Written by Megan Bush, Manager of Safety Policy, ATA
In December 2015, the Federal Motor Carrier Safety Administration issued its final rule requiring the use of electronic logging devices (ELDs) for most drivers and carriers currently required to keep paper logs.
Shortly after the rule was finalized, the Owner-Operator Independent Driver’s Association (OOIDA) filed a legal challenge against it.
While the group was successful in having a previous ELD rulemaking vacated, ATA believes that OOIDA’s arguments against the 2015 final rule won’t stand up to legal scrutiny. Let’s take a look at their primary arguments:
OOIDA alleges that FMCSA has failed to consider how to prevent ELDs from being used to harass drivers, as required by Congress.
This just isn’t the case.
FMCSA has included several provisions in the final rule to protect drivers from potential harassment.
For instance, the rule includes a specific prohibition against using information derived from an ELD to harass drivers, creates a procedure for drivers to file harassment complaints and establishes civil penalties for violations.
The rule also requires that ELDs either have a mute function or allow a driver to turn off the volume when the driver enters into sleeper berth status.
To guard against manipulation of a driver’s records, the rule states that ELDs must retain all original records and requires drivers to approve any edits to ELD records made by motor carriers.
OOIDA also claims that because drivers must still manually input changes to duty status when not driving (for example, when changing from on-duty not driving status to sleeper berth status), the ELD rule does not comply with Congress’ directive that ELDs record “a driver’s hours of service and duty status accurately and automatically.”
For decades, carriers have been voluntarily tracking hours-of-service using Automatic Onboard Recording Devices (AOBRDS), which, according to the safety regulations, must also be capable of “recording driver’s duty status information accurately and automatically.”
However, even compliant AOBRDs still require drivers to manually input some information.
When Congress mandated the use of ELDs in the 2012 highway authorization law, it did not create a new definition of “automatic” to mean that each and every driver movement or activity – including sleeping – be automatically recorded.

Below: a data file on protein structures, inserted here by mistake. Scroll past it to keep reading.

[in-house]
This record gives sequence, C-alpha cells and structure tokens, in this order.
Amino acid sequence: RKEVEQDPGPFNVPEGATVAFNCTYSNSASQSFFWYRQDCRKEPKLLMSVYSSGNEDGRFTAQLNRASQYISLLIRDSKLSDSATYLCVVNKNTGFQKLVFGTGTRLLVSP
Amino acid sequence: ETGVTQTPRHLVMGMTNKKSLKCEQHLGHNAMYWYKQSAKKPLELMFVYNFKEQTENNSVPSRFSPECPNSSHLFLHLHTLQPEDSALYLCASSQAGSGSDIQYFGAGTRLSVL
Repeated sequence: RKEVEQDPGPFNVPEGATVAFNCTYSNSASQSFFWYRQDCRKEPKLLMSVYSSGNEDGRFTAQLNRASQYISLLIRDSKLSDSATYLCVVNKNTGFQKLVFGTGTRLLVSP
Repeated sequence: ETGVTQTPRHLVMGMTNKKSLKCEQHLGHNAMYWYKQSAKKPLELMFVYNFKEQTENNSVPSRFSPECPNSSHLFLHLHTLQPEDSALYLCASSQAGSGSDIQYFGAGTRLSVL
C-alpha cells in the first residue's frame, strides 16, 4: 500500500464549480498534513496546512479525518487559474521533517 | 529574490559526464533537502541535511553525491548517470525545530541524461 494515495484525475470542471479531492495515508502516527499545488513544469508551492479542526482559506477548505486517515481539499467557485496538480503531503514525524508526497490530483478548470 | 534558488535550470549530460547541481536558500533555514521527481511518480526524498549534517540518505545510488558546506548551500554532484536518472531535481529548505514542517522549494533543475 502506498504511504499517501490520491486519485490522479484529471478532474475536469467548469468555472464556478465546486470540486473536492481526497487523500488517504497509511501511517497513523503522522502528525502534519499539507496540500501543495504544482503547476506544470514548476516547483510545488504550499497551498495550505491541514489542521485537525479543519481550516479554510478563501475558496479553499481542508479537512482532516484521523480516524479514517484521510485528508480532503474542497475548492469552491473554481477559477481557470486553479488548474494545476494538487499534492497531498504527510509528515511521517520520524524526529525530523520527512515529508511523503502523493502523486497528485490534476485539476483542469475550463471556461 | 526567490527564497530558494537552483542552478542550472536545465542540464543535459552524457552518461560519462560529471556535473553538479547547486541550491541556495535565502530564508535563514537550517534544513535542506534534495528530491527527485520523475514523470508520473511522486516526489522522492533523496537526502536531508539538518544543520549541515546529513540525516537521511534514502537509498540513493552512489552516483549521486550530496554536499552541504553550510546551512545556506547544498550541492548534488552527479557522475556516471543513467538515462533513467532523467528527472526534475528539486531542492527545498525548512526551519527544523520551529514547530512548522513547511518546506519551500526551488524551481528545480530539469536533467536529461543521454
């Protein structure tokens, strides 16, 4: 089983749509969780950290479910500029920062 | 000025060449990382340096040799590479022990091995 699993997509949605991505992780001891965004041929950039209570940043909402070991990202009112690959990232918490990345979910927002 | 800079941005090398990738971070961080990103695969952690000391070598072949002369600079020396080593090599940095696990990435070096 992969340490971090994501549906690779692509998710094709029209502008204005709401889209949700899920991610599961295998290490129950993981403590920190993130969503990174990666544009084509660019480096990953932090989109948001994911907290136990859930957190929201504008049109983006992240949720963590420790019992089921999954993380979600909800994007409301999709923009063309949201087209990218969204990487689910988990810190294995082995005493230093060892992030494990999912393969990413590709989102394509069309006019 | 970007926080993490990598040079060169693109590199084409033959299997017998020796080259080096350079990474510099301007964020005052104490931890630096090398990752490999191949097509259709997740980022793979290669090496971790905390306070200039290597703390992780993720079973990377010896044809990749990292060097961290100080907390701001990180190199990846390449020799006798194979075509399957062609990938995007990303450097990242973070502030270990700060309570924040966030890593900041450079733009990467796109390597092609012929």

As such, it is reasonable to assume that Congress intended FMCSA to retain the definition as used by the Department of Transportation to regulate AOBRDs for the past 28 years.
Furthermore, while the technology to track a driver’s every moment – which would be required to implement such an extreme interpretation – technically exists, FMCSA points out that utilizing such technology would be grossly intrusive, and runs counter to the law’s requirement that ELDs not be used to harass drivers.
OOIDA also argues that because they can’t prevent all conceivable violations, ELDs won’t improve hours-of-service compliance, as the law requires.
However, the law doesn’t require ELDs to prevent all possible violations. It simply states that FMCSA must issue a rule that will improve compliance. And the evidence suggests that the 2015 final rule will do just that.
An FMCSA study has found that trucks equipped with devices to record hours of service had a lower overall crash rate and lower preventable crash rate than non-equipped trucks.
In addition, trucks with the technology had 53% lower driving-related hours of service violation rates than non-equipped trucks.
Wider adoption of ELDs will go a long way to reducing fatigued-driving and hours-of-service violations, making our nation’s roads safer for everyone.
For these reasons, it is ATA’s opinion and belief that the final ELD rule is a reasonable and balanced approach that will be upheld by the courts.
Compliance with the mandate is required beginning in December 2017, so fleets and drivers should review the rule’s requirements, start considering all of their compliance options and engage their legal counsel, as necessary, soon.
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